Nor can they put an end to a world Trump has already fashioned, one in which any authority underpinning truth and reality have been damaged, all methods and ways of knowing based on rational and empirical methods have been damaged, and one in which a notable segment of the American population have been affected by these consequences.
We do not delete and write anew in regard to traumatic political turns.
The War Between the States segued into Jim Crow; the Emancipation Proclamation segued into President Trump’s take on the Charlottesville’s clash: “I think there is blame on both sides.” Sixty-four per cent of American say racism is a major problem and pollsters find that racial resentment brought many to Trump. Campuses have not become a rose garden of racial mingling The Atlantic reported in 2016 that “[L]ast semester, student-activist groups nationwide issued demands to their universities seeking everything from mandatory sensitivity-and-racial-bias training to the development of safe spaces on campus for people of color. (Adrienne Green, “The Cost of Balancing Academia and Racism,” The Atlantic, Jan. 21, 2016.)
The destiny of Trump’s reign may endure as the legacy of racism because he has entangled the mantra of “make American great again” with a need to keep the fires of all hatreds burning bright.
What dire consequences emerge from Trump’s presidency extend not only to his destruction of a Constitutional balance of powers but also to his efforts to stop all efforts to mitigate the effects of global warming.
Almost equally destructive is his success in convincing a white working class that he will regain for them a white supremacy at home, reinvigorated American ugliness abroad, and well paying manufacturing jobs.
The drastic wealth divide resulting from capitalism’s Monopoly game in which all the properties on the board and all the money in the bank has already gone to a few, all others, losers, is “fake news” and thus dismissed. In the place of this wealth schism, Trump offers himself to his followers in the perennial American mythos of “Wealth as Savior,” wealth as the champion of those who have already lost at the capitalist casino or are losing badly. And Donald J. Trump has become the personification of that mythos of salvation through wealth.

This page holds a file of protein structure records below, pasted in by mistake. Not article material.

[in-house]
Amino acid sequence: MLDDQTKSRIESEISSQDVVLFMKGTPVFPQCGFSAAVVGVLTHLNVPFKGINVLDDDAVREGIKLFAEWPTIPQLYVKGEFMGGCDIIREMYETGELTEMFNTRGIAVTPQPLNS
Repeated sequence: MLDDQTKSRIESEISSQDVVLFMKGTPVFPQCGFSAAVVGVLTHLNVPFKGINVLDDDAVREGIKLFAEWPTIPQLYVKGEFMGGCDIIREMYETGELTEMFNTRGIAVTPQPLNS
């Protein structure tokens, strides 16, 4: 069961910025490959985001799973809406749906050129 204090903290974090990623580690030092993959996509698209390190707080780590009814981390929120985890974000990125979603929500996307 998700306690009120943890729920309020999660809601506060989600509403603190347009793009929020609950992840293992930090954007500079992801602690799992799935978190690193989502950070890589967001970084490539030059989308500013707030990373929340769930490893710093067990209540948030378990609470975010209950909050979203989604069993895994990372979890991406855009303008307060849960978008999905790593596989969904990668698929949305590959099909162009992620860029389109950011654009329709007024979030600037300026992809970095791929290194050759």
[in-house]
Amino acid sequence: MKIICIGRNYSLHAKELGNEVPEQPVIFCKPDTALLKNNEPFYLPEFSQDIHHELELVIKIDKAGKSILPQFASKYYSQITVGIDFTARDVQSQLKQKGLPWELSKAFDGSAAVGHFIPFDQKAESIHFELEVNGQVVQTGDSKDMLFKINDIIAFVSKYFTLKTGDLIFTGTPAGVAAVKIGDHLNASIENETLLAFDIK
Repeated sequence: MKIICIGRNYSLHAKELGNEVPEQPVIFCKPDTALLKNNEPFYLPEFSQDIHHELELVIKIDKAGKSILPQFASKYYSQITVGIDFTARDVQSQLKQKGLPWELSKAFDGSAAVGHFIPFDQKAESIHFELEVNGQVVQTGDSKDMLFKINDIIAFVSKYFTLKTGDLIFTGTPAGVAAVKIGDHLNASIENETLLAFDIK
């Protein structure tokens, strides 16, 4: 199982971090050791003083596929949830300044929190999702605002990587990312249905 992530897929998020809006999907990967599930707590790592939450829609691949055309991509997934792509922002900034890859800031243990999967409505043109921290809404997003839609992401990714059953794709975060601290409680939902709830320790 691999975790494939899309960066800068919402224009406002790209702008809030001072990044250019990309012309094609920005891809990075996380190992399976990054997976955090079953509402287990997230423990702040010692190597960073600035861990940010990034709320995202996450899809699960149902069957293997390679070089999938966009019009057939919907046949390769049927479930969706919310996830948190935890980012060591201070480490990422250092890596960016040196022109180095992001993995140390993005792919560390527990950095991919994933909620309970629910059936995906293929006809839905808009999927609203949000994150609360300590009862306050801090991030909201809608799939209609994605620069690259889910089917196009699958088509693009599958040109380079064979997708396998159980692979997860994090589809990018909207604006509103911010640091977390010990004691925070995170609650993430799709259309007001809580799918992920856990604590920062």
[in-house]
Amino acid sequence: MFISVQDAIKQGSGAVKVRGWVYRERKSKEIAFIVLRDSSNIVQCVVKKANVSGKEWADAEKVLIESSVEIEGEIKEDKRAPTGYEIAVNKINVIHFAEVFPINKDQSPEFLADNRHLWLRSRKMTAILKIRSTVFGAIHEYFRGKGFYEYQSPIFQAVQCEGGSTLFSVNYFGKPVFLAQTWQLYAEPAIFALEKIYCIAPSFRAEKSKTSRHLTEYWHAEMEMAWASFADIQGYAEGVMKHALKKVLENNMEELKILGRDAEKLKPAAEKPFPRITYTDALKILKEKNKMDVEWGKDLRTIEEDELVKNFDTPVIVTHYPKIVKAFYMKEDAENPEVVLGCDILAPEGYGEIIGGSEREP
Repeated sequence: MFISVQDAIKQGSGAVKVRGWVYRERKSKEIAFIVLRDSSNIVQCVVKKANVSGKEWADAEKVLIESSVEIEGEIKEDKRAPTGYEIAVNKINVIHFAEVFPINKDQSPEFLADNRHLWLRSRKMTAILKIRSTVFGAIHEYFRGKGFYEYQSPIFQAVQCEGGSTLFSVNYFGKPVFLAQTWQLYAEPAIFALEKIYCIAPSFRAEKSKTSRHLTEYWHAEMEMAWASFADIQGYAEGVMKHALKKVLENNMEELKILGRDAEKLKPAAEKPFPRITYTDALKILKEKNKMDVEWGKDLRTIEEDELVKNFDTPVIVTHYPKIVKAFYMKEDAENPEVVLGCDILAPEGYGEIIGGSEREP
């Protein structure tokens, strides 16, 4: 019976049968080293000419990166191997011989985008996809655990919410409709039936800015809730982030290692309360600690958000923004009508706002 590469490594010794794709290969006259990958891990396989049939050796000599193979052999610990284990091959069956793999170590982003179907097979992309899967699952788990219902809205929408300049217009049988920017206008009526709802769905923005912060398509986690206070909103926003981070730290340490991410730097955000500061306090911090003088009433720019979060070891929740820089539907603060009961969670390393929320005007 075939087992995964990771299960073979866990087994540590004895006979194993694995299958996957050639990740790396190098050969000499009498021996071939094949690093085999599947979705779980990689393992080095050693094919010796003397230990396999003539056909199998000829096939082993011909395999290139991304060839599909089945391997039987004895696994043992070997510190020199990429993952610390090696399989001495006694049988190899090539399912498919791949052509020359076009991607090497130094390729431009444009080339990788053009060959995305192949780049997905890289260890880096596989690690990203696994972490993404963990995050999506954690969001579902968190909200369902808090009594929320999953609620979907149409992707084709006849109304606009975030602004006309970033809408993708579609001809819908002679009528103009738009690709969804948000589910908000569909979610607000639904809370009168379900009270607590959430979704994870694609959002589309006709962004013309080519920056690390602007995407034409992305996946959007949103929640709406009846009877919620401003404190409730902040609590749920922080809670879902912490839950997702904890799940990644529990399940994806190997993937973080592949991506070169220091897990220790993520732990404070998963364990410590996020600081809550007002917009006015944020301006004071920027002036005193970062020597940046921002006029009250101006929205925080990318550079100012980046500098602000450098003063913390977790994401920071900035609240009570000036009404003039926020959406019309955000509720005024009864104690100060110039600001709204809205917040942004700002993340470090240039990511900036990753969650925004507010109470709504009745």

Enough Americans are deep devotees of this creed to make the 2020 election yet another close call. These devotees are convinced that the deal the wealthy celebrity Trump has made for himself is the same deal in which they can win. That they are in a survival game because of what Trump represents is a recognition they are too entranced to see.
And this too, then, is a tragic consequence, damage done whose recuperation now eludes us.
Those who worship at a different altar see happy consequences in the movement of the young toward a positive view of government. Salutary consequences for them are envisioned. The capitalist game of Winners and Losers, run stochastically, has thus far settled them into fears of debt and environmental disaster. And those fears have propelled them toward government as their champion, a bargain a number of social democracies have made successfully. Scandinavian countries have far greater social mobility and far less inequality than does the U.S., although this seems inconsequential to Americans, if these facts are at all known, because these countries are “socialist.”
I call this a much damaged “signifier,” the consequences of both fascist and communist dictatorships having flown this signifier’s banner. What it means divorced from its abuses is an encounter to be brought into the classroom so that a rising generation can make better sense of the relationship of economics and politics than their forebears can. The consequences of an ancien regime sized wealth divide are either plutarchy or autocracy.